WASHINGTON -- The dynamic performance by John Edwards in last Sunday's Democratic presidential debate, assailing his competitors for the nomination, got high marks from political reporters, Republican politicians and left-wing activists. But not from the Democratic establishment. Once their great hope for the future, Edwards now is massively unpopular among party regulars who neither like nor trust him.
Performances at the Goffstown, N.H., event by the two front-runners, Hillary Clinton and Barack Obama, were error-free if a little leaden. Edwards, third man in the big presidential field, supplied the fireworks by taking on both Clinton and Obama. On the surface, he seems a perfect candidate: eloquent, smart, handsome and shrewd. Is he reminiscent of the two slick Southerners who have been the only Democrats elected president in 40 years? Yet, the prospect of an Edwards-led ticket evokes the deepest apprehension inside the party as another flawed presidential nominee.
His nomination is not that remote a possibility. For decades, the Democratic Party's leaders have exerted little impact on the making of a president, with decisions ceded to primary election voters. Edwards is staking everything on the Iowa caucuses, where he periodically leads the state's polls. If he wins there to begin the delegate selection process, he could be unstoppable (as John Kerry was after winning Iowa).
Even though Edwards may end up as the party's nominee, prominent Democrats are surprisingly candid about him. Mark Siegel, a party insider for 35 years, told me: "He came to Washington as a 'New Democrat,' but he's not that kind of Democrat anymore. He's into class warfare."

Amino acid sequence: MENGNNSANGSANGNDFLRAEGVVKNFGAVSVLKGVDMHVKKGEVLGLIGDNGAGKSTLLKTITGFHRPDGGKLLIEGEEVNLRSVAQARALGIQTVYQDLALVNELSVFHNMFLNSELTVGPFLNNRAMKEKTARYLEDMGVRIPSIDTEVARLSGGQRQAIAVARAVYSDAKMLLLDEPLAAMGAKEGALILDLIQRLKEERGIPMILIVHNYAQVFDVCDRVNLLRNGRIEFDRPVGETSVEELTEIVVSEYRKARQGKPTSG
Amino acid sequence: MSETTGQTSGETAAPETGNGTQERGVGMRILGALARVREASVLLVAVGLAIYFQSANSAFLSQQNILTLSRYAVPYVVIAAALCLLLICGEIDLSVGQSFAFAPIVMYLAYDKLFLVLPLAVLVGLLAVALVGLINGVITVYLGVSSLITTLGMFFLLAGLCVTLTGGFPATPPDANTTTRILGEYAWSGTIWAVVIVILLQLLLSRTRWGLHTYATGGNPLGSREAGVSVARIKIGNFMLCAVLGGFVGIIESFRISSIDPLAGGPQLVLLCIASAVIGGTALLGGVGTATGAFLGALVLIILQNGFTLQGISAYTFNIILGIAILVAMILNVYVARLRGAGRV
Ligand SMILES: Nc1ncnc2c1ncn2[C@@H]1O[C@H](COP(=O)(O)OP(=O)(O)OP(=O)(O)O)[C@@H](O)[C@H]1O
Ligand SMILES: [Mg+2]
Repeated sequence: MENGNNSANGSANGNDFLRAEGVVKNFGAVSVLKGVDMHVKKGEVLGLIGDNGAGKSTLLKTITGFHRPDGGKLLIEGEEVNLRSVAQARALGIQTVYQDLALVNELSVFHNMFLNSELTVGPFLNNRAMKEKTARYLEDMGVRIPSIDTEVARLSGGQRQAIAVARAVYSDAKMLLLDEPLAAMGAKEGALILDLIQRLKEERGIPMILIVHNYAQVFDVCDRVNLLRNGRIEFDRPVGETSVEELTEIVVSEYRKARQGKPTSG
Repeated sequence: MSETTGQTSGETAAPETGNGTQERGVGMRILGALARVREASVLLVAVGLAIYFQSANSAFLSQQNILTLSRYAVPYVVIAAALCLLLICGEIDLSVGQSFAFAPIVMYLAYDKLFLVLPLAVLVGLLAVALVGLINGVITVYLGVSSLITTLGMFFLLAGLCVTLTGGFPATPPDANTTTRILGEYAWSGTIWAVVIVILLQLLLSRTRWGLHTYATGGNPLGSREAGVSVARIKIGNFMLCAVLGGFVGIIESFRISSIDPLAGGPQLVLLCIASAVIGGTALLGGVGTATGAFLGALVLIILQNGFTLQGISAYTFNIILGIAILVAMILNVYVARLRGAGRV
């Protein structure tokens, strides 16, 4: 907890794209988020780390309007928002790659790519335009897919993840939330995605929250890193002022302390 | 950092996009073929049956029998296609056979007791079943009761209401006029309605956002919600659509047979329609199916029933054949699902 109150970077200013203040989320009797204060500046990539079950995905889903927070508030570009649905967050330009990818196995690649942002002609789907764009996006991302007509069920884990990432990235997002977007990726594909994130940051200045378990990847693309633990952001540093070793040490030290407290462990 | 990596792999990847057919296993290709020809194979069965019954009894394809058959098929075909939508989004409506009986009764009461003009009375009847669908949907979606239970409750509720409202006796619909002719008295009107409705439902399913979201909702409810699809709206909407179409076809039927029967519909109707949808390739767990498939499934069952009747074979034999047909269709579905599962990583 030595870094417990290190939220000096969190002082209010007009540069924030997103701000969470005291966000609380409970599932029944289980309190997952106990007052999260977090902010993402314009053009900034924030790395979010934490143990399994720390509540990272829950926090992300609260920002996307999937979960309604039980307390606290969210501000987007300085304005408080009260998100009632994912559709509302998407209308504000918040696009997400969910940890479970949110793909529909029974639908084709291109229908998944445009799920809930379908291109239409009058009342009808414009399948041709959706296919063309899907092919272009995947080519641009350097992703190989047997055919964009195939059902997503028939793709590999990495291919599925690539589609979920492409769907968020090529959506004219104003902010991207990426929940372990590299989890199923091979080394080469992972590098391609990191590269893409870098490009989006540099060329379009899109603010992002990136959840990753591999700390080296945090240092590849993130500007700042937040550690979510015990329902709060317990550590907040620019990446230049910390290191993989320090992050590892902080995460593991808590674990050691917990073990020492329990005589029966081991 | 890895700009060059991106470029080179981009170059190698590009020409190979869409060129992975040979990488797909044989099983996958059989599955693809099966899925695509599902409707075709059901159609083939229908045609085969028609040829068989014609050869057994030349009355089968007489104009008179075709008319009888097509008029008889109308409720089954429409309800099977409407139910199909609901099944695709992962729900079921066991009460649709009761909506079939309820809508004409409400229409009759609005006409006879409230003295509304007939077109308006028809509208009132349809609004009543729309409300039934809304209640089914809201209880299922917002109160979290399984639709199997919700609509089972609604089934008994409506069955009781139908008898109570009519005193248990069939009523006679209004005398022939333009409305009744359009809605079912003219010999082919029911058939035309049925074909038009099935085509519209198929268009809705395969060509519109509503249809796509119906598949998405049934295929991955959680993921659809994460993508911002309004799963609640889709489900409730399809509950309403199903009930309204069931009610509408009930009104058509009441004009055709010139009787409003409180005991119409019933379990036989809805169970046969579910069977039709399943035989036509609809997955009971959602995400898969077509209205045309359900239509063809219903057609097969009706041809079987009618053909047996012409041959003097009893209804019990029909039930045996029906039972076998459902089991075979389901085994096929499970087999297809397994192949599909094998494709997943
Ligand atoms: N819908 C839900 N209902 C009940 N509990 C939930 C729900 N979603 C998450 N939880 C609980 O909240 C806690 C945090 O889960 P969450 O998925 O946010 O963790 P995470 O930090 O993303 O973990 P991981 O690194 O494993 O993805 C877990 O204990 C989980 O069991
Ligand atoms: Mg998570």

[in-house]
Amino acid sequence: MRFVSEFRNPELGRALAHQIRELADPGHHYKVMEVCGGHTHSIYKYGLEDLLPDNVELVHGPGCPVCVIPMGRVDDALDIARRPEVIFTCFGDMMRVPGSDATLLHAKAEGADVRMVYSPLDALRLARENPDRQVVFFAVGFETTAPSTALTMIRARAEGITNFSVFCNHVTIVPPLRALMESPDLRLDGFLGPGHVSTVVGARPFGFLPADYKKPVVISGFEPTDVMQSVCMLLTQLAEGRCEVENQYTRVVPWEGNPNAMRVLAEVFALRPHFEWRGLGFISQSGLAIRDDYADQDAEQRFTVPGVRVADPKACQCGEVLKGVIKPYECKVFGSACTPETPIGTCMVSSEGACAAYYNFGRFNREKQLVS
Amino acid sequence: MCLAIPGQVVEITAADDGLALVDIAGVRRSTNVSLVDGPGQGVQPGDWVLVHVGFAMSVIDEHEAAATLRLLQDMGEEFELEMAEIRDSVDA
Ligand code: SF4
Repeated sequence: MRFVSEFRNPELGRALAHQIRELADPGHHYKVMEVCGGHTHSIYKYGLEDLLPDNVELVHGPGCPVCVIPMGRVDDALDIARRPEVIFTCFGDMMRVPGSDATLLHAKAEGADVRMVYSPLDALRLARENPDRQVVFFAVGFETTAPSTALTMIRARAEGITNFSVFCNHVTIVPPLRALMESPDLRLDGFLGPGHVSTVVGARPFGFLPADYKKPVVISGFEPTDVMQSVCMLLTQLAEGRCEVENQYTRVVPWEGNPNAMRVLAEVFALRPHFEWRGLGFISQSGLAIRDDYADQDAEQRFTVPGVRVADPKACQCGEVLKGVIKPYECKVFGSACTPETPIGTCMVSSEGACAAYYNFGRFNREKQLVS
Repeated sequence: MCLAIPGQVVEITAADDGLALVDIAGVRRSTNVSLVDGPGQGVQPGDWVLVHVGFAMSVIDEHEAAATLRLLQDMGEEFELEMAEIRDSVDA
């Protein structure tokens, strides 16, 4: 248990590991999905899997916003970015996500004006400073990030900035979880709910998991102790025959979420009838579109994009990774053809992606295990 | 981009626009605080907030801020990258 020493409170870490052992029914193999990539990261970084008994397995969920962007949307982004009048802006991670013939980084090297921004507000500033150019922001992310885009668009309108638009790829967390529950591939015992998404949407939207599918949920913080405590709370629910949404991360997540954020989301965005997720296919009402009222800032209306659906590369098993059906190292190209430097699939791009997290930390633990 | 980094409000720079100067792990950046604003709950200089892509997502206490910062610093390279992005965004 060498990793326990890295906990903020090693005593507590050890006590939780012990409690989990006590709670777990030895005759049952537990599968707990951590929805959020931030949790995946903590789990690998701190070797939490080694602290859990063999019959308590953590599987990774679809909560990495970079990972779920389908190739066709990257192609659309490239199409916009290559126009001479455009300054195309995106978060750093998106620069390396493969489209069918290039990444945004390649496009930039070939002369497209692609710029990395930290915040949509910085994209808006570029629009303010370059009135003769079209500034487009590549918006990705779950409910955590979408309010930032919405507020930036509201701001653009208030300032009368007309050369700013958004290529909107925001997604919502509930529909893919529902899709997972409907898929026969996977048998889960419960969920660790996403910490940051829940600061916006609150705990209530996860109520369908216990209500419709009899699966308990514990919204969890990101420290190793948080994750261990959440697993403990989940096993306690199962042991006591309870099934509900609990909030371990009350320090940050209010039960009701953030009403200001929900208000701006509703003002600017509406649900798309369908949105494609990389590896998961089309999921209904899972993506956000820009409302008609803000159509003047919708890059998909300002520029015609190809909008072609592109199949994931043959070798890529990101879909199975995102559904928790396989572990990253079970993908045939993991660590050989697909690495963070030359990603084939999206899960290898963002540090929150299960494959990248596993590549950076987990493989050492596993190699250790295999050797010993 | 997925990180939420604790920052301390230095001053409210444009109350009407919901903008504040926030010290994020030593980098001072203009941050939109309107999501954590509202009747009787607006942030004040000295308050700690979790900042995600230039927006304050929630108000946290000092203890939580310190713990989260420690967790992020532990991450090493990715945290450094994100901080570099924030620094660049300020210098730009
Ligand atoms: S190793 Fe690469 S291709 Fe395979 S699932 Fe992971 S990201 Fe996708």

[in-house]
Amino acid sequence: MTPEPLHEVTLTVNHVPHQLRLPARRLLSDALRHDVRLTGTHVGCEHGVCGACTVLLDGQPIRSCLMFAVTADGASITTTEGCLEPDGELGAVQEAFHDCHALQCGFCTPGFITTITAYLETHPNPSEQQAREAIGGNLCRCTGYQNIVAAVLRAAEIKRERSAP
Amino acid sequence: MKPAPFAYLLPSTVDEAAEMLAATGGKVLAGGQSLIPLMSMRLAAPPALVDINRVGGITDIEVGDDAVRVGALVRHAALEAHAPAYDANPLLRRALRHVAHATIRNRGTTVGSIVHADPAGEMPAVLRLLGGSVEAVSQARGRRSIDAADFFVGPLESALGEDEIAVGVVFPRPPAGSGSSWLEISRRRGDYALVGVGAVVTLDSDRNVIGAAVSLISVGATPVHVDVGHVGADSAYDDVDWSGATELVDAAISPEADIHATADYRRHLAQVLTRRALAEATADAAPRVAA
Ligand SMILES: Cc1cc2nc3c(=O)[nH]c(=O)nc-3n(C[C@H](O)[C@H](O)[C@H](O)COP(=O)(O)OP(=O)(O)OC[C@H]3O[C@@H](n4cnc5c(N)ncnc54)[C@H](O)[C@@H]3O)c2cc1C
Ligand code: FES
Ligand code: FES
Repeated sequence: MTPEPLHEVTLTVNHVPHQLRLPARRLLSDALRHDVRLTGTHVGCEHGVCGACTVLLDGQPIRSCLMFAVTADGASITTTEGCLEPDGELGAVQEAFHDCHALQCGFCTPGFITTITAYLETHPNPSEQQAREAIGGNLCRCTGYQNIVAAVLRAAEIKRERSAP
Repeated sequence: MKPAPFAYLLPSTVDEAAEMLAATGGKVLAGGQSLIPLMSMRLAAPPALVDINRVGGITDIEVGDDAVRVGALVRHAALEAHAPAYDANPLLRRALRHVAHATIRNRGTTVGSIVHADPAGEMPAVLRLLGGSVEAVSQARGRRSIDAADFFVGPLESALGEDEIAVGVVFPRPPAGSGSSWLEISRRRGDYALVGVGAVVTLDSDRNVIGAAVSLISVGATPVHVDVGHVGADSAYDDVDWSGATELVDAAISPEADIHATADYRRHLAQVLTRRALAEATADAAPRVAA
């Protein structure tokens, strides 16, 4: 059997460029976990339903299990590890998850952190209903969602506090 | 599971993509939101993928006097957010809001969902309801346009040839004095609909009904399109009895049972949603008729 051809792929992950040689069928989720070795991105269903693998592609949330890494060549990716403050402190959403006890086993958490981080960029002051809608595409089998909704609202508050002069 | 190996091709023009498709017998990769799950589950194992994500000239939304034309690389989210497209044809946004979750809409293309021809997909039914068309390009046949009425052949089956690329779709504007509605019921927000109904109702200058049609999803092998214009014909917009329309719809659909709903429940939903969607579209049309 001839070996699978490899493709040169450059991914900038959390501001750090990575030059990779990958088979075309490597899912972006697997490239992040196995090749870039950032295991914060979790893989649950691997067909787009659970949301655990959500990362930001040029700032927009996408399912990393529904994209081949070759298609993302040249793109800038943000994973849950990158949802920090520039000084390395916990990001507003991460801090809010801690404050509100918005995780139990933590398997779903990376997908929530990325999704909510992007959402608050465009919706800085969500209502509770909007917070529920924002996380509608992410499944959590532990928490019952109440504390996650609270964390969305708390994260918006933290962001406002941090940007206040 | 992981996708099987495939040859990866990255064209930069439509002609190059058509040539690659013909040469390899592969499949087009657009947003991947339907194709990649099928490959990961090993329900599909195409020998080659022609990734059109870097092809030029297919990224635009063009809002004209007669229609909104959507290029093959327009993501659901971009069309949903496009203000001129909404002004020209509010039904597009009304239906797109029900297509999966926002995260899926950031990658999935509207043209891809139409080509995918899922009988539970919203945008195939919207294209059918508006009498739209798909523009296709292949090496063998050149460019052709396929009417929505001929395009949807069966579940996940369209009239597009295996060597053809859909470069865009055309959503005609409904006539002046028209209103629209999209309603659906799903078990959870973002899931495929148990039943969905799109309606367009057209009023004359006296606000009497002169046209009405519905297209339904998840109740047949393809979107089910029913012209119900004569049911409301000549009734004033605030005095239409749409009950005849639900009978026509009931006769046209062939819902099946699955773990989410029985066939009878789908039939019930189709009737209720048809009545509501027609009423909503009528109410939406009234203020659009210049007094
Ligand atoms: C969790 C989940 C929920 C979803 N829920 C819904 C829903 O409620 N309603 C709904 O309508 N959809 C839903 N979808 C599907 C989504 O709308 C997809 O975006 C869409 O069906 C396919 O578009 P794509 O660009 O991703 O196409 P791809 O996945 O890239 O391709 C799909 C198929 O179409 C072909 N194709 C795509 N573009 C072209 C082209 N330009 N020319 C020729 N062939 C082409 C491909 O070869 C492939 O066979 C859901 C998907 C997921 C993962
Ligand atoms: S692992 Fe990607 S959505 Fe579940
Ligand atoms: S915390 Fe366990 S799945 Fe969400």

Edwards has not worn well with party colleagues. Campaign consultant Bob Shrum was enthusiastic about Edwards after working on his 1998 Senate victory in North Carolina and unsuccessfully advised Gore to make him his 2000 running mate. But Shrum chose Kerry over Edwards as his 2004 presidential client. In his newly published memoir, "No Excuses: Concessions of a Serial Campaigner," Shrum explains: "I was coming to believe he wasn't ready; he was a Clinton who hadn't read the books."
During the 2004 primaries, Democratic activist James Carville was enchanted when Edwards shifted his centrist posture to a populist depiction of "Two Americas." Carville told me -- and then repeated it on CNN -- that Edwards was the best stump speaker he ever had seen. When I asked him this week after the New Hampshire debate whether he still felt that way about Edwards, Carville replied: "Maybe he's not as good now."